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Let me begin by admitting that I'm very ignorant of the inner workings of hard disks. So when I read over the manual for the variable innodb_flush_method, it confused me. Can I get an explanation in layman's terms on the difference in O_DSYNC and O_DIRECT, and how to know if it's a performance issue on a database server.

Some stats on my setup: Mac OSX 10.6 (32-bit kernel, since architecture is out of date) running MySQL 5.1.49-64bit (hoping it would allow me to use the memory). 8GB RAM, ~6GB of innodb data/indexes.

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I don't know if Mac OS X supports a proper direct IO option - I did not think it did. You're the second person I've seen today get confused by that manual page. I have an open bug on it here: bugs.mysql.com/bug.php?id=54306 –  Morgan Tocker Mar 21 '11 at 20:55

1 Answer 1

up vote 8 down vote accepted

Here is an explanation on how fdatasync() works vs how fsync() works

fdatasync() flushes all data buffers of a file to disk (before the system call returns). It resembles fsync() but is not required to update the metadata, such as access time. Applications that access databases or log files often write a tiny data fragment (e.g., one line in a log file) and then call fsync() immediately in order to ensure that the written data is physically stored on the harddisk. Unfortunately, fsync() will always initiate two write operations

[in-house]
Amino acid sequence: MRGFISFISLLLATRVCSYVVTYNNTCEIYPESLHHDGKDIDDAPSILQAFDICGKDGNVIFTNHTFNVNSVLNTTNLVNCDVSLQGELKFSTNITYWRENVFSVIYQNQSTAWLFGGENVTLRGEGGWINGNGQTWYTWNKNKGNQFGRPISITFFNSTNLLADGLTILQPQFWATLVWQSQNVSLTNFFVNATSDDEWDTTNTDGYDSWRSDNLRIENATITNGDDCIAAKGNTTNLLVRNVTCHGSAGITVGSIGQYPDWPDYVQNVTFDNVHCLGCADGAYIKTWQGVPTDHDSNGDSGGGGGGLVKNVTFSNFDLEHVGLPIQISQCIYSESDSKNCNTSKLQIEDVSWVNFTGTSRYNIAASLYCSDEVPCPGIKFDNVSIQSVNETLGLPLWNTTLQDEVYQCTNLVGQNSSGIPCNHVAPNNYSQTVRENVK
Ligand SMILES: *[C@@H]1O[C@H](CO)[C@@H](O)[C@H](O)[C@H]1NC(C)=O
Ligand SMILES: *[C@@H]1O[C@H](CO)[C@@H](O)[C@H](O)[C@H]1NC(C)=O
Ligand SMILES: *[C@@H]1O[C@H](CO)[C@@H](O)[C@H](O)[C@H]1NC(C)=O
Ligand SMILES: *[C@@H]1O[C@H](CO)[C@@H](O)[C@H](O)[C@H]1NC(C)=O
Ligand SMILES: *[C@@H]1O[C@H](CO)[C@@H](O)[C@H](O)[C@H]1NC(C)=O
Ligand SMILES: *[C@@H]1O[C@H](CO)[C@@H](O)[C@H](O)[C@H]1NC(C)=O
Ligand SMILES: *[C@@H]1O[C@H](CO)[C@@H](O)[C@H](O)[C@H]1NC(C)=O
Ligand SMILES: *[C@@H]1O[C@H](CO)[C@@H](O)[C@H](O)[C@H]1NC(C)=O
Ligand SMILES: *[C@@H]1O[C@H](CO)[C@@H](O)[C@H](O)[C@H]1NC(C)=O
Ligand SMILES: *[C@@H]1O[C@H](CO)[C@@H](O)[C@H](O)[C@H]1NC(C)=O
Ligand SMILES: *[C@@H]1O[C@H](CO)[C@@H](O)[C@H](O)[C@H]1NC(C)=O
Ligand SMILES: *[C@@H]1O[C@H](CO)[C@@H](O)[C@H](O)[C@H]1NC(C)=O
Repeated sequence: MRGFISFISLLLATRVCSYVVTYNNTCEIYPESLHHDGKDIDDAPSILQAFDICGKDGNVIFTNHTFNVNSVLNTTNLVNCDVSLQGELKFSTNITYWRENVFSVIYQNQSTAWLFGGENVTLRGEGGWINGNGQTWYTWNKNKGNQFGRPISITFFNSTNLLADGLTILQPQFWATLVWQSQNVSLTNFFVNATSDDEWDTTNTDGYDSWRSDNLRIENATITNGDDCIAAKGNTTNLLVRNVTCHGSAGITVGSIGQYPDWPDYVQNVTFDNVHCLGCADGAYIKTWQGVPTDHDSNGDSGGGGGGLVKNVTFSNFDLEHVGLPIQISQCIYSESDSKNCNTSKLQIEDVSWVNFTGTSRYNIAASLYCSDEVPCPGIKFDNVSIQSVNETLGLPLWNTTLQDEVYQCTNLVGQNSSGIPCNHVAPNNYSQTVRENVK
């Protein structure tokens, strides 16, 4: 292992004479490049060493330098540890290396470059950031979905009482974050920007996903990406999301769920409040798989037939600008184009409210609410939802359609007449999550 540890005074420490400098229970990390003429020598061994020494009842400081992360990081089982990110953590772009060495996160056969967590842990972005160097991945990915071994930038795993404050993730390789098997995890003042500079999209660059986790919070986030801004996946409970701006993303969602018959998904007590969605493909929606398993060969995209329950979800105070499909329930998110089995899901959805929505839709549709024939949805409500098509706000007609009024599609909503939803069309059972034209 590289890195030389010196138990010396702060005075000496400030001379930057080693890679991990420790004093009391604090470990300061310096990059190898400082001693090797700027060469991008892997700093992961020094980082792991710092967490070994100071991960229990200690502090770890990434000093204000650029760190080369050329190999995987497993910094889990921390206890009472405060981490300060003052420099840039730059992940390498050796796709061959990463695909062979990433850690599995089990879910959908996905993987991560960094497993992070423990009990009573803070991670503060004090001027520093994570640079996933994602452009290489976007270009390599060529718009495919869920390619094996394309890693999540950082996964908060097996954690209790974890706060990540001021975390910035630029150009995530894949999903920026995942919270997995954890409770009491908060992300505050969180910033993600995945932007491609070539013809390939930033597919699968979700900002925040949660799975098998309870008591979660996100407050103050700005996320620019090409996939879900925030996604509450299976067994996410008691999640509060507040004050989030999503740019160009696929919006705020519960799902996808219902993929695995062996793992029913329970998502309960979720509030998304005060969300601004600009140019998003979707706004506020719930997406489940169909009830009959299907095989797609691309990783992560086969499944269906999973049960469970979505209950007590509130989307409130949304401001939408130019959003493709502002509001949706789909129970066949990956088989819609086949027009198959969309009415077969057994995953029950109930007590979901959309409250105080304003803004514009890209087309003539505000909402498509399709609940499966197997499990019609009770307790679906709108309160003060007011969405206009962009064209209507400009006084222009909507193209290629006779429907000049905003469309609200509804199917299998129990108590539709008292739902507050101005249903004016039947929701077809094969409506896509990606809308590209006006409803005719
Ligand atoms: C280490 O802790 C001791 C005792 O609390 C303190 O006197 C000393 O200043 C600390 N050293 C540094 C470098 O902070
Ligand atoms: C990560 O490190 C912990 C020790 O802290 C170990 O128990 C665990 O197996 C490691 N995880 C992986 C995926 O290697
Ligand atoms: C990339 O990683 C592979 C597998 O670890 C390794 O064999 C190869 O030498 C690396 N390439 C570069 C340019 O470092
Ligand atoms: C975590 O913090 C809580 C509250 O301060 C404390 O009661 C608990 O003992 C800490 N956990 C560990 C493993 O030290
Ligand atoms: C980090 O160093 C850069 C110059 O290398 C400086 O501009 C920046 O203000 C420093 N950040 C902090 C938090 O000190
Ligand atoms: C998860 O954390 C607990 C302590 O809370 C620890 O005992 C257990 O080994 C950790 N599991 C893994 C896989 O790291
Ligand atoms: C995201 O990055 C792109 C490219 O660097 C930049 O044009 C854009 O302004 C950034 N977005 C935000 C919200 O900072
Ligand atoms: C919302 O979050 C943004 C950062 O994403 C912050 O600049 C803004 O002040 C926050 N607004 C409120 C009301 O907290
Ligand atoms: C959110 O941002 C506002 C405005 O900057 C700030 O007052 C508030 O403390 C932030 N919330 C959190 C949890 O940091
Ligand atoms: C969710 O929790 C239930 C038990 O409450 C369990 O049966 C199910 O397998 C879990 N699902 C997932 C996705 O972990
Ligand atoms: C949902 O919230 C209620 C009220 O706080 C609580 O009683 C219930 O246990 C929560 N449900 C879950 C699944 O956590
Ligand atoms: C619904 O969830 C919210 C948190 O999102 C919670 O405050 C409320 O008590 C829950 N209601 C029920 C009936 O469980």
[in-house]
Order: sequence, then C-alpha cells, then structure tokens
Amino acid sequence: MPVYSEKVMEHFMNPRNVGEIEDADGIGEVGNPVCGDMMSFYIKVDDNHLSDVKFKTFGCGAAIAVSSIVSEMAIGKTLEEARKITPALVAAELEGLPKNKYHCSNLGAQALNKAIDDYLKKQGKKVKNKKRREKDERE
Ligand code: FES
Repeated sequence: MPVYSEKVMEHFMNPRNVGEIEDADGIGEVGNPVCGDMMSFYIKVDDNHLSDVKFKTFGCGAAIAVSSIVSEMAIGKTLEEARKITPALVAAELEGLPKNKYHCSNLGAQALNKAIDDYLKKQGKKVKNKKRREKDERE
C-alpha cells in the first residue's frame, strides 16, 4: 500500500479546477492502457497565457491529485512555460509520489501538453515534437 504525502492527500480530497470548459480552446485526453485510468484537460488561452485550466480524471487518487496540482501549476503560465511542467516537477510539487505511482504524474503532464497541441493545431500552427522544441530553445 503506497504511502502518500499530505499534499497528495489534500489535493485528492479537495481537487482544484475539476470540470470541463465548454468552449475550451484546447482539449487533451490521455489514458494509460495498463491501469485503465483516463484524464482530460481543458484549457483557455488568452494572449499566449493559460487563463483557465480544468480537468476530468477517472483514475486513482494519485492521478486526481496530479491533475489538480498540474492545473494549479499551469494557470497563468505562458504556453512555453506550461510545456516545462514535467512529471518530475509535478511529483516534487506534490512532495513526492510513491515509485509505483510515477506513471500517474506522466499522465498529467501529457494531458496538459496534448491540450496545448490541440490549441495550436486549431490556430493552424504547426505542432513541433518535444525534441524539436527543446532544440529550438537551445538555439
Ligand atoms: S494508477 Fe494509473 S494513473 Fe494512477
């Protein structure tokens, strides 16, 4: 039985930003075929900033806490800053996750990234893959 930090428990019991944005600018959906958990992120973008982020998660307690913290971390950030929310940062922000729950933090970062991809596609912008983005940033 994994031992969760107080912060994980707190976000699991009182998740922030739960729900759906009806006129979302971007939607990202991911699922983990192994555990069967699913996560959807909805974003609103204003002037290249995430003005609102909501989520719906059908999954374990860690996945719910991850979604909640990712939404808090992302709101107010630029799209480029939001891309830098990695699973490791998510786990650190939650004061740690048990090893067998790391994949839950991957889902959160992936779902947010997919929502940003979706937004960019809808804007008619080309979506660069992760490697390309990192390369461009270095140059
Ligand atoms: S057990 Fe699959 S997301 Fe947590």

• one write operation for the newly written data
  • one write operation in order to update the modification time stored in the inode

If the modification time is not a part of the transaction concept, then fdatasync() can be used to avoid unnecessary inode disk write operations.

In English, O_DSYNC is faster than O_DIRECT since O_DIRECT calls fsync() twice (one for logs and one for data) and fsync() verifies data writes via two write operations. Using O_DSYNC calls fdatsync() and fsync(). You can think of fdatasync() as doing an asynchronous fsync() (not verfying data).

Looking at the numbers, O_DSYNC does four write ops, two of which are verified, while fsync() does four write operations, all being verfied afterwards.


    • faster than O_DIRECT
    • Data may/may not be consistent due to latency or an outright crash
    • more stable
    • data consistent
    • naturally slower

I hope this answer helps, and I hope I didn't make things worse for you.

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Worth pointing out: O_DIRECT is only used on the table-space files, not on the logs. Also - whether O_DIRECT is going to be useful or not depends on the hardware. I linked to an open documentation bug as a comment to the author's question. –  Morgan Tocker Mar 21 '11 at 21:00
Thank you for clarifying that, Morgan. I'll correct this. –  RolandoMySQLDBA Mar 21 '11 at 21:26

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